An Interview with
Interviewed by Grant Stone
World Fantasy Award winner Jeff VanderMeer grew up in the Fiji Islands and has had fiction published in over 20 countries. His books, including the bestselling City of Saints & Madmen, have made the year's best lists of Publishers Weekly, LA Weekly, Amazon, the San Francisco Chronicle, and many more. He has worked with rock band The Church, 30 Days of Night creator Ben Templesmith, Dark Horse Comics, and Playstation Europe on various projects including music soundtracks and short films. With his wife Ann he is also an award-winning editor whose books include the iconic Steampunk anthology. Current projects include Booklife: Strategies and Survival Tips for Twenty-First Century Writers and the noir fantasy novel Finch. He currently lives in Tallahassee, Florida.
Tell us about Finch
It's a stand-alone novel set in my fantastical city of Ambergris. It weds the thriller/noir/spy story with visionary fantasy. In a nutshell, the city's in ruins, being run by the gray caps, a mysterious inhuman race that's long controlled the underground sections of the city. But they're now in control, have moved people into camps, are working on two strange towers out in the bay, and use human traitors called Partials as a kind of security force. Against this background, detective John Finch, conscripted by the gray caps for the token police force, must try to solve a strange double murder. If he solves it, the rebels will probably kill him. If he doesn't, his gray cap overlords probably will. The novel's very much playing with the idea of what happens to an occupied city, what it means to be a detective, what it means to survive in a situation where there's no easy way out. Philip K. Dick and J.G. Ballard were on my mind as much as Ken Bruen and John Le Carre. And I actually spent seven years reviewing mysteries and thrillers for Publishers Weekly in part because when I actually sat down to write Finch I wanted all of those tropes to be hard-wired into me. And I guess I'm most proud of that aspect of the book: that the thriller/mystery aspects are organically part of the fantasy elements. I think there's a danger when combining those kinds of genres otherwise, of getting stuck in the middle. Of course, the glue that holds it together is Finch. I wanted very much to explore a character who is complex and has a complex past, but whose moral compass isn't in question. Unlike in prior books where the complexity has come from the moral ambiguity of the main character, this novel works because Finch is basically a decent guy stuck in an impossible position in which the stakes just keep getting higher and higher.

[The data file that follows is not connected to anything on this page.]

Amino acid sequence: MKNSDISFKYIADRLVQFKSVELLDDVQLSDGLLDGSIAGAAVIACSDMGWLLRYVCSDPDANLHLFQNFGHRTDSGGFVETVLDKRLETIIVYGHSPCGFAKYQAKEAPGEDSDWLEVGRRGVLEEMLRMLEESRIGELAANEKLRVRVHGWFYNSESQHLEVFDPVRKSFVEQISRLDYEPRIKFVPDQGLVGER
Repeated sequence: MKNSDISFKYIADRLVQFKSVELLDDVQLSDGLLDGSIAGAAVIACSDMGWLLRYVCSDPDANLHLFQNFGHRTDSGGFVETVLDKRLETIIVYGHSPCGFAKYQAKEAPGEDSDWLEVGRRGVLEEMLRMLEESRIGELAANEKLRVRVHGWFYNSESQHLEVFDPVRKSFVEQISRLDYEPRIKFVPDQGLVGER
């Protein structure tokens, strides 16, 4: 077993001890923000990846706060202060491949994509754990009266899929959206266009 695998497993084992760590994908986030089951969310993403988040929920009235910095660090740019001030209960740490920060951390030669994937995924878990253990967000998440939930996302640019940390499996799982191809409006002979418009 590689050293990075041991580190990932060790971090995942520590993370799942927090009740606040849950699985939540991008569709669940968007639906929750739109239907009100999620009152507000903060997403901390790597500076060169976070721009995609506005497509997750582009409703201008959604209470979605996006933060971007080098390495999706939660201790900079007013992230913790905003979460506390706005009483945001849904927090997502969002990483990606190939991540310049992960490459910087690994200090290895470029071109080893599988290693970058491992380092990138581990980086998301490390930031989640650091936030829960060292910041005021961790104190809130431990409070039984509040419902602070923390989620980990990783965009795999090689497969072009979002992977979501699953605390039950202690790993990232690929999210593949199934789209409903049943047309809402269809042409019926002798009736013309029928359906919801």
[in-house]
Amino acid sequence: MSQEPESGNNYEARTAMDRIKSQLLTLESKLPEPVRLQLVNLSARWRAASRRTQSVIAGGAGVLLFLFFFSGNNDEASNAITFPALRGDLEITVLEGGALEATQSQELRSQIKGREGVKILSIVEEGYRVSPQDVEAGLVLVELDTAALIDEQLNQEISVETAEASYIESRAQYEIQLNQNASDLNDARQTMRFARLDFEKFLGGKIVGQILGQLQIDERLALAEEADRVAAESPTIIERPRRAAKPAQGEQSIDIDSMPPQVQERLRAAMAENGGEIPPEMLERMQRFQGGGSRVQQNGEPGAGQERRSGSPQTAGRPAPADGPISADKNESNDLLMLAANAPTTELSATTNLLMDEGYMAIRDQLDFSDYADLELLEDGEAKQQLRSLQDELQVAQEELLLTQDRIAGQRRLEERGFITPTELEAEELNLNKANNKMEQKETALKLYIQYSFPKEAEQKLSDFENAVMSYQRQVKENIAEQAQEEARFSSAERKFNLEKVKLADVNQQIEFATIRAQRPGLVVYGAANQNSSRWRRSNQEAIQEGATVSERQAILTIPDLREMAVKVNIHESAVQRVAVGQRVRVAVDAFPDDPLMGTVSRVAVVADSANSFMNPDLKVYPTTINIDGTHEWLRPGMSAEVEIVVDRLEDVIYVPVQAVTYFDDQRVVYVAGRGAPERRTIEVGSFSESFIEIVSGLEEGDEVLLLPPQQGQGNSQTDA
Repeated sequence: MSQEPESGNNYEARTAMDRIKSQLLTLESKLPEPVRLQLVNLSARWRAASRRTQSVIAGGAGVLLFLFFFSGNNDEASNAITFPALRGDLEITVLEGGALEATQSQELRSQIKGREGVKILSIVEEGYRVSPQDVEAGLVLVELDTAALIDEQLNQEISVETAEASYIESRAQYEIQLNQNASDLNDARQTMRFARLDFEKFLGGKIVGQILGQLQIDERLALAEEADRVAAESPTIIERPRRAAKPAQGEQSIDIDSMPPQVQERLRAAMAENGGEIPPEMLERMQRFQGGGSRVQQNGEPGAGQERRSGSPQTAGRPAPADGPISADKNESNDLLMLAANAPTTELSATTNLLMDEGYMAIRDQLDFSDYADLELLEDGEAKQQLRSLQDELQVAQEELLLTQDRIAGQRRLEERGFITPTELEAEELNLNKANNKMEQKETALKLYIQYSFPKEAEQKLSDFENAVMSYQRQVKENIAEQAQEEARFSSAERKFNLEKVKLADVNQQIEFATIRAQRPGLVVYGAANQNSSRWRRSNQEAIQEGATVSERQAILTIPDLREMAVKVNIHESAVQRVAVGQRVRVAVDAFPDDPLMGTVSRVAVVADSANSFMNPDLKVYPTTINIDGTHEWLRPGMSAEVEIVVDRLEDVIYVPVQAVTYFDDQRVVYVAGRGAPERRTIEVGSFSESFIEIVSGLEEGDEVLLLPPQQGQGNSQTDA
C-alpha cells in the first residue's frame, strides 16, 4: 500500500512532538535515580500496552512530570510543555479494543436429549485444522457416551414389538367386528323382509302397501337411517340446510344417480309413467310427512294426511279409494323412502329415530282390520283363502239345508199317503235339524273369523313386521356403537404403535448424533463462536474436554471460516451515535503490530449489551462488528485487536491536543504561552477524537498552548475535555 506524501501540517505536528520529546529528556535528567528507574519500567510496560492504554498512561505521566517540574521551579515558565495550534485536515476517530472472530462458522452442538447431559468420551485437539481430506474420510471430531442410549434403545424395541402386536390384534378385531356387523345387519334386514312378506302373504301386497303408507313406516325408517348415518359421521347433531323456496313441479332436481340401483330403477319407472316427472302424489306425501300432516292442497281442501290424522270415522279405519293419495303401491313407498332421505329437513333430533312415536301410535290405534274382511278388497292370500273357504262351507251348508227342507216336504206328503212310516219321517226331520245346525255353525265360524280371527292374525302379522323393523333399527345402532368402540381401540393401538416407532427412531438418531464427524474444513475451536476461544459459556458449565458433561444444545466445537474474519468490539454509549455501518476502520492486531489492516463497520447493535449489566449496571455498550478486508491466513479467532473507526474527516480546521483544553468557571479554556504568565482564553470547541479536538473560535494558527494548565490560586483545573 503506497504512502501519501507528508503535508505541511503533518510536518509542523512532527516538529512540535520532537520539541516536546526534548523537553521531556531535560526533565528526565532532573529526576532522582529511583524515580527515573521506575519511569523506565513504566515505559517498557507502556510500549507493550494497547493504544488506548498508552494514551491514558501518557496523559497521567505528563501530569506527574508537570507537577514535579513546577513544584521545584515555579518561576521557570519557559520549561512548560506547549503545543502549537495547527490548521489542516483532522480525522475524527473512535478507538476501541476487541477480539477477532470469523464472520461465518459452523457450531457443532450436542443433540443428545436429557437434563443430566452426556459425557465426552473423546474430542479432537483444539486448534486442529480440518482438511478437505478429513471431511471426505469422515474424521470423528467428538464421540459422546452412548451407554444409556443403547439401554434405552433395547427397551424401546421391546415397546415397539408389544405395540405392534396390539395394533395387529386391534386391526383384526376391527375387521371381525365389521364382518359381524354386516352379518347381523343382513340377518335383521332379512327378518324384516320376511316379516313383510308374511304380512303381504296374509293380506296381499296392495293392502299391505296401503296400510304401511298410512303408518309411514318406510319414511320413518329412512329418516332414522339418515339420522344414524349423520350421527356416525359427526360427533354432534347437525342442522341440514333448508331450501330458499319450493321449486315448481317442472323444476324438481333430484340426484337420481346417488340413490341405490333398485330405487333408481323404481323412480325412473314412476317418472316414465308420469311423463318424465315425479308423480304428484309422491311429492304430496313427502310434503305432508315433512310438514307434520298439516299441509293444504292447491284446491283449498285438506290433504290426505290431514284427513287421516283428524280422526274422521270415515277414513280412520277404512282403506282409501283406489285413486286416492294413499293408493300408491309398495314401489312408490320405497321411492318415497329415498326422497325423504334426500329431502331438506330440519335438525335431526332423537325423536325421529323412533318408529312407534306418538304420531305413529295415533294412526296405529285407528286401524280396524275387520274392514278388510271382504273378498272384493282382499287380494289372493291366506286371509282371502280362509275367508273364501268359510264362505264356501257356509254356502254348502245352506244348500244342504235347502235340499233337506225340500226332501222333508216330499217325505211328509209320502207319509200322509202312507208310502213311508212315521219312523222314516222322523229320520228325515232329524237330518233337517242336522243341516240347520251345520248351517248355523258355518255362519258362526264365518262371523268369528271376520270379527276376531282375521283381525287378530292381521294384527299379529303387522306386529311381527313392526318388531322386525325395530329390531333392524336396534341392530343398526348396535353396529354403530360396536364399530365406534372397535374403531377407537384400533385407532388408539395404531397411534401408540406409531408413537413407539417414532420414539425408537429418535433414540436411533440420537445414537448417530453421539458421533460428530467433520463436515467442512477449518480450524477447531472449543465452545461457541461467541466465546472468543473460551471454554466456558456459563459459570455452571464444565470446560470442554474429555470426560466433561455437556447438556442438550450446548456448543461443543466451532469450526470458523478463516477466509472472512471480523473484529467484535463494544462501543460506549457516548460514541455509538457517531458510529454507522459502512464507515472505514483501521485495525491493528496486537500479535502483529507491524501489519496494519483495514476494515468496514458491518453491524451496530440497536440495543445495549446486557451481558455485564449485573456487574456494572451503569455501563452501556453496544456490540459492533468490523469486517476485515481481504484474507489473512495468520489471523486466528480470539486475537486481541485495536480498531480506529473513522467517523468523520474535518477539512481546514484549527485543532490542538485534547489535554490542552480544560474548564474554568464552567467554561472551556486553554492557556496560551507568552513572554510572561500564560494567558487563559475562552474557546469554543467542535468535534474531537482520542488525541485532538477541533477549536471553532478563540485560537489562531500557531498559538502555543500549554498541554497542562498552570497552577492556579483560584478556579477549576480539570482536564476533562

You've said you had the initial idea for the novel in 1998. Did you find the story growing or changing over that time?
Yes, most definitely. For one thing, it ate most of a novella I'd planned called "The Zamilon File." Characters like the thugs Bosun and Stark wound up being transferred from that piece to Finch. In addition, since "The Zamilon File" was a series of diary entries by John Finch, the protagonist of Finch, I had this nice foundation for the character. Finch is written in third person and none of the diary material really made it into the novel, but it gave me a good way of seeing the character from a different perspective. It also changed stylistically. Originally, I was using a style very similar to parts of City of Saints & Madmen, but in critiquing part of the novel at the Turkey City Workshop in Austin in 2006, I realized I had a unique opportunity to make the use of sentence fragments get really close-in on Finch's point of view, and that this would also do a much better job of also describing the city. The thing is, in these Ambergris books I've been getting closer and closer to "ground level", and really what Finch needed was extreme ground level to complete that process. I was thinking of film like Dr. Strangelove, where the battle sequences used hand-held cameras. That kind of effect. It was also the kind of style I could telescope in and out with--sometimes more use of fragmentation and sometimes less, depending on the context. I'd also say the spy aspects of the plot developed further as I got to know the characters better. And in one early draft the detective was an outsider come to Ambergris to find a missing girl. In the later drafts, it became clear that the girl was a red herring and not working, and that the detective needed to be part of Ambergris, not new to the city. There were also scenes I wrote from different characters' points of view that then I rewrote in Finch's point of view. The whole novel is in Finch's head, and has to be for the book to work.
Is this really the last Ambergris book?
Inasmuch as it's the Ambergris recognizable to readers, and in terms of concluding a story cycle. I really see City of Saints & Madmen, Shriek, and Finch as one mammoth mosaic novel, with each piece also standing alone. It's not impossible that a much different Ambergris could make an appearance later--like, literally the Ambergris of 500 years after the events in Finch, just as Finch takes place 100 years after Shriek. But it'd be like my story "Three Days in a Border Town," which is set in the same milieu as my Veniss Underground novel but so long after the events in Veniss that it might as well be another setting. I'm not a big fan of repeating myself. But, in any event, even so it wouldn't be for some time. I have a couple of novels I want to finish first, "Borne" and a collaboration with Jay Lake called "The Heart of the Beast".
The Church produced a soundtrack to Shriek and Murder By Death are producing one for Finch. How did those projects come about?